These days it’s hard to get by without using technology in your everyday life. Email has become a staple in the business world, and it’s hard to imagine how people ever got along without it. Text messaging seems to be following suit. Many people prefer to send a text rather than make a phone call. Text messaging might be affecting more than just a person’s social skills and their ability to speak on the phone. Text message lingo has been creeping its way into the professional world for some time now, and it’s something that needs to be addressed before emails between business partners are littered with OMG’s and LOL’s.
It has gotten to the point where teachers are now having to tell their students to specifically avoid “text-speak” in their papers. This doesn’t reflect highly on the kids who are growing up to be the future of our country. Another issue that has arisen is the lack of public speaking skills in young adults. Every other word is “uh,” “um,” or “like”. I believe this can be traced back to technology hampering our social skills by taking away the need for verbal conversation.
The business world is still run by people who grew up in a time where technology wasn’t popular. They had three TV channels and playing outside was more important than playing a video game. They had to use the telephone, write letters with good grammar, and speak to adults in a professional and respectful manner. Nowadays, people are starting professional emails with “hey!” and ending them with emoticons. I’m all for the betterment of mankind through the use of technology, but there is a time and place for LOL’s and JK’s, and it certainly isn’t in the business world. Young adults need to learn to keep their text speak between them and their friends because the adults who are reading their resumes and their emails are not going to find them as amusing as their peers do.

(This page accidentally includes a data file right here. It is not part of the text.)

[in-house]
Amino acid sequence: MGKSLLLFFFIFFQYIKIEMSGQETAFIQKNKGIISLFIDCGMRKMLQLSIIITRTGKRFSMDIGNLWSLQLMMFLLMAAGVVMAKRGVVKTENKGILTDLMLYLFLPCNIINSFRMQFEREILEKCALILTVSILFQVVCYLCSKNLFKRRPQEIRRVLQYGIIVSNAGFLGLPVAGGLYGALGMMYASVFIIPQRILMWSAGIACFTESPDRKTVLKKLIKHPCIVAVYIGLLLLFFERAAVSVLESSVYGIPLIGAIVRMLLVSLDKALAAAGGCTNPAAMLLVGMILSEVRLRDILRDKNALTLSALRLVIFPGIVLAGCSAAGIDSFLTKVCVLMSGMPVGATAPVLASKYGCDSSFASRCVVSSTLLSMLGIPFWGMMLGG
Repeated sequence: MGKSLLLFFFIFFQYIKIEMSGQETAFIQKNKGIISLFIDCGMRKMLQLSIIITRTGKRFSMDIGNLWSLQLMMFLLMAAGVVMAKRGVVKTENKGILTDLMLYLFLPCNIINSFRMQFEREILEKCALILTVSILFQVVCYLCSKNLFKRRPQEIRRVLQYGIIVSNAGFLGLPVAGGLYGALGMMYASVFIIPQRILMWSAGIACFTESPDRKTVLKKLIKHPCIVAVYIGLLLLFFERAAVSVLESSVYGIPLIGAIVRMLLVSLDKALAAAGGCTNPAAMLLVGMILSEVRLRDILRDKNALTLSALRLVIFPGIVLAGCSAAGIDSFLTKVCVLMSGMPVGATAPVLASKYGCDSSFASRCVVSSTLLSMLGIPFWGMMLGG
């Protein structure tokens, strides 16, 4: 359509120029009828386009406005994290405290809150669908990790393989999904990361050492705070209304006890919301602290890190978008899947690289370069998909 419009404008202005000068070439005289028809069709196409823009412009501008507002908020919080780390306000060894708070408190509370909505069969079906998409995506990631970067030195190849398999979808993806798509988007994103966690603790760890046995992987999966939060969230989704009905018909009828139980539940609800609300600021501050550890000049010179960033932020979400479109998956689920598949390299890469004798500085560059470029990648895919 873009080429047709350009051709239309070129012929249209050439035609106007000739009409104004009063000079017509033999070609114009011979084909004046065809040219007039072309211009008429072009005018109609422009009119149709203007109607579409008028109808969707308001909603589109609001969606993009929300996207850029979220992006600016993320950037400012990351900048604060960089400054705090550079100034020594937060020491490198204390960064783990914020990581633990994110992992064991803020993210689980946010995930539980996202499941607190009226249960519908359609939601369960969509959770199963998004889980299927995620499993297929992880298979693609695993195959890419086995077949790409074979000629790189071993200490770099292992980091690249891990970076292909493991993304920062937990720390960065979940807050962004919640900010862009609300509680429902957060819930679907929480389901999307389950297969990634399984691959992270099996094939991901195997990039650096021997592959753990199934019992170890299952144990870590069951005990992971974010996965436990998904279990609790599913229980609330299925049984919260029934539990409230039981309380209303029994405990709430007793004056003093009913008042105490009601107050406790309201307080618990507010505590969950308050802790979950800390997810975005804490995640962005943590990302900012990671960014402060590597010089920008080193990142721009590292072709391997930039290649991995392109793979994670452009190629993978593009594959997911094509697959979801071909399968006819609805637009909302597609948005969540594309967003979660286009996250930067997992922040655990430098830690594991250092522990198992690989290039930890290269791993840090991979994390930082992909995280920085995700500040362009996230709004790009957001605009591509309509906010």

This guest blog was written by PRowl Public Relations staff member London Faust
1 thought on “Communication: The Generation Gap”
While I agree that there is a time and a place for text speak, it is comforting to know that future generations will be able to quickly adapt to the fast-paced world we live in, where information is expected seconds after something happens. I think schools need to adapt and teach children things like proper email etiquette and maybe even how to compose an effective Tweet or Facebook post without all of the LOLs and OMGs.